There is no denying that you have been through a great deal of suffering over the last four centuries. You are battling generational trauma, matriarchal bitterness, and perpetual disappointment. You have been forced to deal with the terror of child molestation and incest. You have been forced to raise children on your own, with meager means. You have had to deal with the heartache associated with the abandonment caused by a man who said he loved you, while stepping on your heart, so, on behalf of every black man who has caused you harm, I personally apologize. I apologize in proxy because you may never get that apology you are looking for, but you are going to have to move forward. Your past can no longer be an excuse for your current failures.

For too long, you have carried the bitterness and hurt that did not belong to you. Your mother’s pain is her pain. Your grandmother’s bitterness and brokenness is not yours to mend, and even your brokenness is overdue for healing. Your perpetual state of pain and brokenness has led you on a path of destruction where you have destroyed multitudinous opportunities for happiness because you are hell-bent on making the current man pay for the transgressions of someone in your past. I know you are hurting, but it has to stop here; it is time to heal. If you need help, then seek professional help. If you arent clear on what to do, contact this organization at info@theodysseyproject21.com to learn what you need to do.

I am committed to seeing my people experience victorious living, and I am willing to take this fight for complete and total healing, as well as liberation, all the way. I challenge you to join me. I challenge you to come from behind the keyboard and own your destiny on the battlefield. It is time to unleash the lion in you. ~  Rick Wallace, Ph.D.Psy.D.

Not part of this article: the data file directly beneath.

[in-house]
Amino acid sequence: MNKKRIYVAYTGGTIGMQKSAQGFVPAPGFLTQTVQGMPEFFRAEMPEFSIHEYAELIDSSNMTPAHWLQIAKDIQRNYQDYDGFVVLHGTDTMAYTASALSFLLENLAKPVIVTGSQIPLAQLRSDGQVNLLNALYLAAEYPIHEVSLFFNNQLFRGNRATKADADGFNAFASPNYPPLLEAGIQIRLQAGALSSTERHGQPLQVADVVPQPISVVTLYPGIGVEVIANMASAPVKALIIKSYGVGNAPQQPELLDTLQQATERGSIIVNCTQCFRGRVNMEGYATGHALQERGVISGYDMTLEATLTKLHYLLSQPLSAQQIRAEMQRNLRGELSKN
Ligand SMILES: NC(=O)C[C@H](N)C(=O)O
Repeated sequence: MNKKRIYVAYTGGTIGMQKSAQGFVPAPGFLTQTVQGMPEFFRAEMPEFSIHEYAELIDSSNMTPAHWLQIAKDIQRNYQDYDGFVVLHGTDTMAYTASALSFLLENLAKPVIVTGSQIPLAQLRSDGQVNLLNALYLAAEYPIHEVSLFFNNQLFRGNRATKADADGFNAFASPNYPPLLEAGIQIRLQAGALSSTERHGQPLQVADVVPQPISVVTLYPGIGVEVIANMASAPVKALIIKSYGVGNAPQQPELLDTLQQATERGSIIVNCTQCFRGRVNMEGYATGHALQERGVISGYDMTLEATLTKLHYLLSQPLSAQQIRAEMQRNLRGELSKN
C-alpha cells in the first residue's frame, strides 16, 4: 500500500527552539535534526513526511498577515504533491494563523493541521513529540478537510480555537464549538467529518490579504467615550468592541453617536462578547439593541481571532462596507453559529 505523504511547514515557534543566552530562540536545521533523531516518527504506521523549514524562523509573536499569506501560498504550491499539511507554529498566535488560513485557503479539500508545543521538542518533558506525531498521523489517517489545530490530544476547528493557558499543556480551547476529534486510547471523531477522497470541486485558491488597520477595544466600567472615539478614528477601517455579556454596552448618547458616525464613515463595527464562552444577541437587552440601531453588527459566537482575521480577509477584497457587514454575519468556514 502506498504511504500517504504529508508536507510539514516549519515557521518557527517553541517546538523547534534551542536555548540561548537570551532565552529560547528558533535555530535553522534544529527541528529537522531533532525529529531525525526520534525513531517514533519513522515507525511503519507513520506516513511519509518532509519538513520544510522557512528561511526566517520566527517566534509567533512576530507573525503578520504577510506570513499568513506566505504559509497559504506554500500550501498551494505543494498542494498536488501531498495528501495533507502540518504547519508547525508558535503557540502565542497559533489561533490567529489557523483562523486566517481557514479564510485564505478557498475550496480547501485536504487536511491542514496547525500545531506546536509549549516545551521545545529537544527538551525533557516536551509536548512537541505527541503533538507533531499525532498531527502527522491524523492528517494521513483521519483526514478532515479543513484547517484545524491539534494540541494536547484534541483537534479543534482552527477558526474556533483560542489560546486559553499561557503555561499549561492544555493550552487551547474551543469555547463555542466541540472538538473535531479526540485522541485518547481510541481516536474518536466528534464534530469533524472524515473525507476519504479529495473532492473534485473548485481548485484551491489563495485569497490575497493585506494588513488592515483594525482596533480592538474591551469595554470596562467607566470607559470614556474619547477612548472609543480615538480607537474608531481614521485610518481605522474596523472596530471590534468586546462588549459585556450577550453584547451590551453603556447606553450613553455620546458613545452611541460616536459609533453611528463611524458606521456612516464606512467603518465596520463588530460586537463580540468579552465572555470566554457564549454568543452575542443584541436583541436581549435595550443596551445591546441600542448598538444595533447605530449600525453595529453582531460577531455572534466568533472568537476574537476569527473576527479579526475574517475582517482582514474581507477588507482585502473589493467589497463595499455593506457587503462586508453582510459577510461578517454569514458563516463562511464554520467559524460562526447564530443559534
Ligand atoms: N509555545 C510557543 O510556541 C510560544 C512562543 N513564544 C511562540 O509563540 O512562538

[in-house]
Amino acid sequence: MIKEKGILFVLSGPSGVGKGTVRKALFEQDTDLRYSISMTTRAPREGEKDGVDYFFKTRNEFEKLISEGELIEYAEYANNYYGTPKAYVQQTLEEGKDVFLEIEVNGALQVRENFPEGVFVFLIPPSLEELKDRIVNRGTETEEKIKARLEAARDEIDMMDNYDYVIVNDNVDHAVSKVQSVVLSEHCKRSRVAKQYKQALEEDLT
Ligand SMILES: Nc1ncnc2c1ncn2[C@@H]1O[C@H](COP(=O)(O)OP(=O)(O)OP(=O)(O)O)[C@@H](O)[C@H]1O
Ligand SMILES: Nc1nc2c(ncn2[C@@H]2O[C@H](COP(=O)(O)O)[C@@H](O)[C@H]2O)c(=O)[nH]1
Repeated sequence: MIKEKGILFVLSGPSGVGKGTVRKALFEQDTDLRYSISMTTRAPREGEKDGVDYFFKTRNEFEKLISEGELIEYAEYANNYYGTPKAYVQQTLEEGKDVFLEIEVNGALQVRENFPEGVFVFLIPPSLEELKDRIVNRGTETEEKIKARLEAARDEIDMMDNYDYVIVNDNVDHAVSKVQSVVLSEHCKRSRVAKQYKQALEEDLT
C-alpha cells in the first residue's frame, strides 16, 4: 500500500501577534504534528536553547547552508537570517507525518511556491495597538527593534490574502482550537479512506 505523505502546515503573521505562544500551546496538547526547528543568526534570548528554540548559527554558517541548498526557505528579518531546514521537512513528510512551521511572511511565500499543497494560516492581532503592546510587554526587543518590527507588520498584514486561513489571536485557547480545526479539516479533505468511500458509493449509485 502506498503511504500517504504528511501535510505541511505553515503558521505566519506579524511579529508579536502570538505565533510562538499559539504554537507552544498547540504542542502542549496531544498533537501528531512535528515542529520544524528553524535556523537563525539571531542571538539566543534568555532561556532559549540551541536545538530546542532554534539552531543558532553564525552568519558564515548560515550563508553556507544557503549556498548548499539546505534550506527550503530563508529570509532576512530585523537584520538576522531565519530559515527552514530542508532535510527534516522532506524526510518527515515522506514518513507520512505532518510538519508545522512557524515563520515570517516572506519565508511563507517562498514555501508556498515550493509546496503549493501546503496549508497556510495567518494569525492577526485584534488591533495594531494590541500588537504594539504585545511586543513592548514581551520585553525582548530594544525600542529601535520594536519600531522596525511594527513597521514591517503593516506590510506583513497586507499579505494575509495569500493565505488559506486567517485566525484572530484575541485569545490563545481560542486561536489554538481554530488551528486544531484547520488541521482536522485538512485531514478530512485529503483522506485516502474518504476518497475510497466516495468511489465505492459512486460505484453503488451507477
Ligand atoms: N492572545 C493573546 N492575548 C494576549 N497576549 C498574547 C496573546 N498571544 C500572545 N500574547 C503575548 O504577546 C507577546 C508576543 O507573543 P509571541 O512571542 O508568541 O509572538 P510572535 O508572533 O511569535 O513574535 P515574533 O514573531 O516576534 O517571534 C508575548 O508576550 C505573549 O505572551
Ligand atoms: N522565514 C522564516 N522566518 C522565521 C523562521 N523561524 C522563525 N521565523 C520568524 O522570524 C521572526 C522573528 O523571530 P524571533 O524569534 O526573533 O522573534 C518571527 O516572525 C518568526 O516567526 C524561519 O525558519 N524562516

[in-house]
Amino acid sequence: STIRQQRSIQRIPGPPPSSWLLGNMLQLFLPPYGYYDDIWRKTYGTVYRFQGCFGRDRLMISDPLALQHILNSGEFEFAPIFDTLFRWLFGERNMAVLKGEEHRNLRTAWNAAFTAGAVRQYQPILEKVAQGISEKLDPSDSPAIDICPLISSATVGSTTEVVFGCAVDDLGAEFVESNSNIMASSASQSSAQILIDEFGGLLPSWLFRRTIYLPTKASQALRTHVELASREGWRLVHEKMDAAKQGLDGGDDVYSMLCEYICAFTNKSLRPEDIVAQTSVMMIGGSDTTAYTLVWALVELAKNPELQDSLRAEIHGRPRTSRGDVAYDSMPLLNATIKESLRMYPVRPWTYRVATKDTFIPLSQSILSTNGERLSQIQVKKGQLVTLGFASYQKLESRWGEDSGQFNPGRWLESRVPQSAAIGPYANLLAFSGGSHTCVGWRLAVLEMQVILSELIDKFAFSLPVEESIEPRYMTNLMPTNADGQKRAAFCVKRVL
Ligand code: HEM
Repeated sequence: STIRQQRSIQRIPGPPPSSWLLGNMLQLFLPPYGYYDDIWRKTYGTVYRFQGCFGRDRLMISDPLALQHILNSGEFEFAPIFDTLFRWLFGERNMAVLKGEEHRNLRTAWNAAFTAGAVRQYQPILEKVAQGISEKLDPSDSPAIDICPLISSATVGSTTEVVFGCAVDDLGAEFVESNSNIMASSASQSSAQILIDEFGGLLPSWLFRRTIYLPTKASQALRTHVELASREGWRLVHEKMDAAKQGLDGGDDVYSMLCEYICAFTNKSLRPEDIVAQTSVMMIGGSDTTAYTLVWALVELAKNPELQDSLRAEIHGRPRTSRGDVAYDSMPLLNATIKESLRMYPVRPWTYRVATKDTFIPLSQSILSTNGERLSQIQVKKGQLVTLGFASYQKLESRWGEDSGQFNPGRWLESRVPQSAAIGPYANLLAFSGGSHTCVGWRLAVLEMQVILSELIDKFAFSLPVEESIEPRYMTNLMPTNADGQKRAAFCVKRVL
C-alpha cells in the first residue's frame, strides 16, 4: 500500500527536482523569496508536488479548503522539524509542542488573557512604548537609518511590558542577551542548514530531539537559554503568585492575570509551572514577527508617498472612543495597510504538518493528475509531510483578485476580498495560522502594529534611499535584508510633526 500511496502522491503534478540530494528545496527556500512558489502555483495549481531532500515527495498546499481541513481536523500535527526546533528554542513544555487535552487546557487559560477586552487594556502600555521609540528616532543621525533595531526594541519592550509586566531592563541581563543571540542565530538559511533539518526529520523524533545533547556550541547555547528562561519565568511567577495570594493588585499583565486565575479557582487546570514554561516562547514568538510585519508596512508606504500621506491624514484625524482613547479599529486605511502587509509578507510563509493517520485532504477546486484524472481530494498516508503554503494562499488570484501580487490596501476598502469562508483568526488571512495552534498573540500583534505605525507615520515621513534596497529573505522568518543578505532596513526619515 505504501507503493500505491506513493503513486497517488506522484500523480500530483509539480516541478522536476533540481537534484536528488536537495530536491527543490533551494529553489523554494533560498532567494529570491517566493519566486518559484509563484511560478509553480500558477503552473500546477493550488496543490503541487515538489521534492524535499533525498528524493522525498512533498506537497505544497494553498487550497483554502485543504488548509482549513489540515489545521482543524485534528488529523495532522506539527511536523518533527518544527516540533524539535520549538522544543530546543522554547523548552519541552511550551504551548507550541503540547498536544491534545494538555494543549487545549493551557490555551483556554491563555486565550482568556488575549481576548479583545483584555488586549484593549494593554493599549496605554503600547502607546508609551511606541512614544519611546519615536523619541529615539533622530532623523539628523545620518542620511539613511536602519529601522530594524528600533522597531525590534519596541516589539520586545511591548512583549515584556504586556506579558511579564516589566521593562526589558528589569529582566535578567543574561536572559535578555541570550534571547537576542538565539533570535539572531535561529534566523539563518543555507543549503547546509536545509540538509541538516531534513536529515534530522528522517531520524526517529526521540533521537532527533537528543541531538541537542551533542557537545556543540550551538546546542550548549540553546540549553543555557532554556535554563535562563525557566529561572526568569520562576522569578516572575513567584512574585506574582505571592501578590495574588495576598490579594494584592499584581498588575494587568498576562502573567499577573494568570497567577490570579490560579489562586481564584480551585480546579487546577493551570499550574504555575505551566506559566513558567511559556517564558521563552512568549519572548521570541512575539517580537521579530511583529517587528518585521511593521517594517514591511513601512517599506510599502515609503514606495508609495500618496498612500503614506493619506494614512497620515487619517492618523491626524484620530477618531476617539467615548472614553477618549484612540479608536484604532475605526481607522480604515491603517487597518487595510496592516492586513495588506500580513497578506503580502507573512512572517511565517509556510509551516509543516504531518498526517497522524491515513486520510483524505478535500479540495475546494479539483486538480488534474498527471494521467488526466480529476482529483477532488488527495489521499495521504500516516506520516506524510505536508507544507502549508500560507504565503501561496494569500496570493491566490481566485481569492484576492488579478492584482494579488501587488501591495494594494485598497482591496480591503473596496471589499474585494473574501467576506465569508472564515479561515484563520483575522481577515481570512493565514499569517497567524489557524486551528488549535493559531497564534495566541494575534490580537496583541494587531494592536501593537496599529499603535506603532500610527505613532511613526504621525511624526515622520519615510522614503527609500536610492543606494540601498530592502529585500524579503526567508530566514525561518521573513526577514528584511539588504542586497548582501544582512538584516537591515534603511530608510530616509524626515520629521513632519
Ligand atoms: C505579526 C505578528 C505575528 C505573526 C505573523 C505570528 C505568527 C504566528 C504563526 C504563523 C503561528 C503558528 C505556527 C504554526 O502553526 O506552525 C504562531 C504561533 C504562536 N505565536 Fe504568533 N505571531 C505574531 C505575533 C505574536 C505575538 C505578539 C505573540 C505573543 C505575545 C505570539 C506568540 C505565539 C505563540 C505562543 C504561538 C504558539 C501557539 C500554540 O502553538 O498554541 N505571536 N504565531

Baloyi, M. E. (2020). Black self-hatred: Regaining self-worth – From decolonisation towards reconciliation in South Africa – A practical theological appraisal. Theologia Viatorum, Theologia Viatorum 44(1) DOI:10.4102/TV.v44i1.33.

Gunn, J. C. (1978). Psychopathological Effects of Violence. U.S. Department of Justice Office of Justice Programs.

Hargrove, S. (2018). Intimate Partner Violence In the Black Community. The National Center on Violence Against Black Women in the Black Community.

Petrosky, E., Blair, J., Betz, C., Fowler, K., Jack, S., & Lyons, B. (2014). Racial and Ethic Differences in Homicides of Adult Women and the Role of Intimate Partner Homicide. MMWR – Morbidity and Mortality Weekly Report, 66(28), 741.

Smith, S., Chen, J., Basile, K., Gilbet, I., Merrick, M., Patel, N., . . . Jain, A. (2017). The National Intimate Partner and Sexual Violence Survey. National Center for Injury Prevention and Control. Centers for Disease Control and Prevention.

Stevenson, H. C. (2006). Parents’ Ethnic-Racial Socialization Practices: A Review of Research and Directions for Future Study. American Psychological Association, 1-24.

Stevenson, H. C. (2015). Development of the Teenager Experience of Racial Socialization Scale: Correlates of Race-Related Socialization Frequency from the Perspective of Black Youth. The Journal of Black Psychology.

Stevenson, H., Herrero-Taylor, T., Cameron, R., & Davis, G. (2002). Mitigating Instigation: Cultural Phenomenonlogical Influences of Anger and Fighting Among “Big-Boned: and “Baby-faced” African American Youth. Journal of Youth and Adolescence.

Wallace, D. (2007). Black Male Gender Role Socialization and the Performance of Masulinity in Love Relationships. Department of AFrican American Studies at Temple University.

Wallace, R. (2015). Collective Cognitive-bias Reality Syndrome. The Odyssey Project.

Wallace, R. (2016). Racial Trauma & African Americans. The Odyssey Project.

Wallace, R. (2017). Born in Captivity: Psychopathology As a Legacy of Slavery. Houston, TX: Odyssey Media Group & Publishing.

Wallace, R. (2018). The Burden of Depression Among African American Women. The Odyssey Project Research Department.

Wallace, R. (2020). The Undoing of the African American Mind. Houston: Odyssey Media Group & Publishing.

[1] (Smith, et al., 2017)

[2] (Petrosky, et al., 2014)